The Kabetogama Lake and Rainy Lake Visitor Center and the concession-operated tour boats are accessible. The main floor of the Kettle Falls Hotel and the trails, docks and villas at Kettle Falls are all accessible. The first half of the Oberholtzer trail at the Rainy Lake Visitor Center, the Beaver Pond Trail, Kabetogama Lake Overlook Trail near the Ash River Visitor Center are all fully accessible. The park also has a fully accessible campsite, with lift, on Namakan Lake that is available by reservation at the Kabetogama Lake Visitor Center.

Basic Visit Recommendation
I recommend that you plan your trip and the areas you would like to see and then go and relax and make a day of it. Go and see all that is in the area and enjoy it. You spend more quality time and learn and see more than you could ever imagine.

“The uniquely scenic and historic Voyageurs National Park, 36th in our National Park System, stands as a monument forever to the dedicated citizens and conservation organizations whose vision, ingenuity and courage matched the splendor of this superlative wilderness area.

Rich in the history of the early, exciting exploration of our great country, Voyageurs will serve as a living legacy linking generation to generation and century to century.”

Richard M. Nixon, 1971

Berry Picking
Wild Berries are half the size but twice as flavorful as tame berries! Be sure to know what you are picking.

  • Strawberries can be found in open sunlit areas starting in mid June.
  • Blueberries can be found on rocky ridges from mid Jul to mid Aug.
  • Cranberries are ripe in the bogs around the beginning of Oct.
  • Chokecherries ripen mid Jul on small trees.
  • Raspberries found in the disturbed areas ripen throughout Jul.
  • Juneberries or Shad bush tree fruit are ready in late Jul.

Boating and Fishing
Boating and fishing are the most common recreational uses of the park. Known as some of the best walleye water in the nation, the lakes have attracted sport fisherman long before the park was established. A Minnesota fishing license is required. Boats must be licensed in your state or in Minnesota.

Chainsaws may be used to cut ice fishing holes.

Boat Tours
Boat tours are provide by a concessioner on Lake Kabetogama’s “The Sight-Sea-Er” and park operated on Rainy Lake. Trips offered include sunset cruises, wildlife-watching cruises and cruises to the historic Kettle Falls Hotel; most trips are naturalist-guided. Reservations are recommended; call 888-381-2873 for reservations.

There are over 150 boat-in campsites distributed throughout the park designed for either tent camping or houseboats. Designated tent sites have a mooring post, tent pad or level area, fire ring, privy, picnic table and bear-proof food-storage locker.

Fee Information
There are no entrance fees. There is no charge for campsites within Voyageurs National Park, although a free permit is required. All campsites in the park are accessible only by boat. There are NO drive-to campsites in Voyageurs National Park.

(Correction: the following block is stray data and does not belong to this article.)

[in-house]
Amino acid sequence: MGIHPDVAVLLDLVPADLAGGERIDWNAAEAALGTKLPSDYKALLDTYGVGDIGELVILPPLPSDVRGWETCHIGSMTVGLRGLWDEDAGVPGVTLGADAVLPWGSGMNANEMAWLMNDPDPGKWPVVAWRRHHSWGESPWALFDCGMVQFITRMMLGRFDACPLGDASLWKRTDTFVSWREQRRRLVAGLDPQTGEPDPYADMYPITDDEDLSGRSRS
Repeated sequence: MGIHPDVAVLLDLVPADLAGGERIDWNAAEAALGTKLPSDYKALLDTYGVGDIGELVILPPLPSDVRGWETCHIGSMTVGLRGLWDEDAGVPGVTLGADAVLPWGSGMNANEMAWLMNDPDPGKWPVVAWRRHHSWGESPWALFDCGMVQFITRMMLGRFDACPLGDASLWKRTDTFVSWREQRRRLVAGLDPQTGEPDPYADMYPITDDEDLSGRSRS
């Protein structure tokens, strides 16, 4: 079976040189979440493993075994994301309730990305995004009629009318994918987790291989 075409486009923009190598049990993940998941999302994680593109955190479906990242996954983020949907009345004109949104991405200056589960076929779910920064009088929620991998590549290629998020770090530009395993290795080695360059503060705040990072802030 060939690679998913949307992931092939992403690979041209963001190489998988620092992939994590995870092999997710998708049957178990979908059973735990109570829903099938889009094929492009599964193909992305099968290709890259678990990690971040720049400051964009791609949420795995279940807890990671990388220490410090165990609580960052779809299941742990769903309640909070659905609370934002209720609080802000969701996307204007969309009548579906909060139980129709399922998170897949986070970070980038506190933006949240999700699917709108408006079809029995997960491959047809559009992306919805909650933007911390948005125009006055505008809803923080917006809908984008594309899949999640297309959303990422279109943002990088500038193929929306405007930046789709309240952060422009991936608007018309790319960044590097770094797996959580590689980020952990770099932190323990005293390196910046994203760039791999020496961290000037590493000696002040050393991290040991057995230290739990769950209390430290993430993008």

You may tow in your own watercraft. Voyageurs National Park charges $10.00/day per boat for the Boats on Interior Lakes Program.

Food and Supplies
There are restaurants and grocery stores on the periphery of the park.

The historic Kettle Falls Hotel offers lodging within the park. Often called the “Jewel in the Wilderness,” Kettle Falls is accessible by boat, floatplane, and snowmobile. It is a concession-operated complex that includes a dining room, bar and rooms in the historic 1912 motel and modern housekeeping villas. Kettle Falls offers a portage between Rainy Lake and Namakan Lake; gasoline can also be purchased.

All overnight use in Voyageurs National Park requires a free permit. Permits can be obtained at park visitor centers and boat launches. One permit per party per overnight stay is required.

Pet Information
Pets are allowed in developed areas, around visitor centers, boat launch ramps, picnic areas, and campsites on the four main lakes. They must be restrained on a leash not more than 6 feet lond and under your control. Pets are not allowed on park trails or in the backcountry.

During the summer season, naturalists offer interpretive walks, evening programs, children’s activities, canoe trips, a junior ranger program and North Canoe Voyages. Schedules of these activities and their locations are available at each of the visitor centers.

Visitor Centers
Regular showings of a short park film and interpretive exhibits at the visitor centers provide an excellent overview of the park’s natural and cultural resources. Information on camping and other park recreational uses is also available.

  • Ash River Visitor Center
  • Crane Lake Information Station
  • Kabetogama Lake Visitor Center
  • Rainy Lake Visitor Center

Weather of Voyageurs National Park
The park has a cool continental climate with short warm summers followed by long winters. Average summer highs range from 60° F to 80° F; winter highs range from 10° F to 30° F. The boating and canoeing season begins as early as the end of April and lasts until freeze-up sometime in November. The winter snowmobile and ski season generally begins in late December. Annual precipitation averages 28 inches.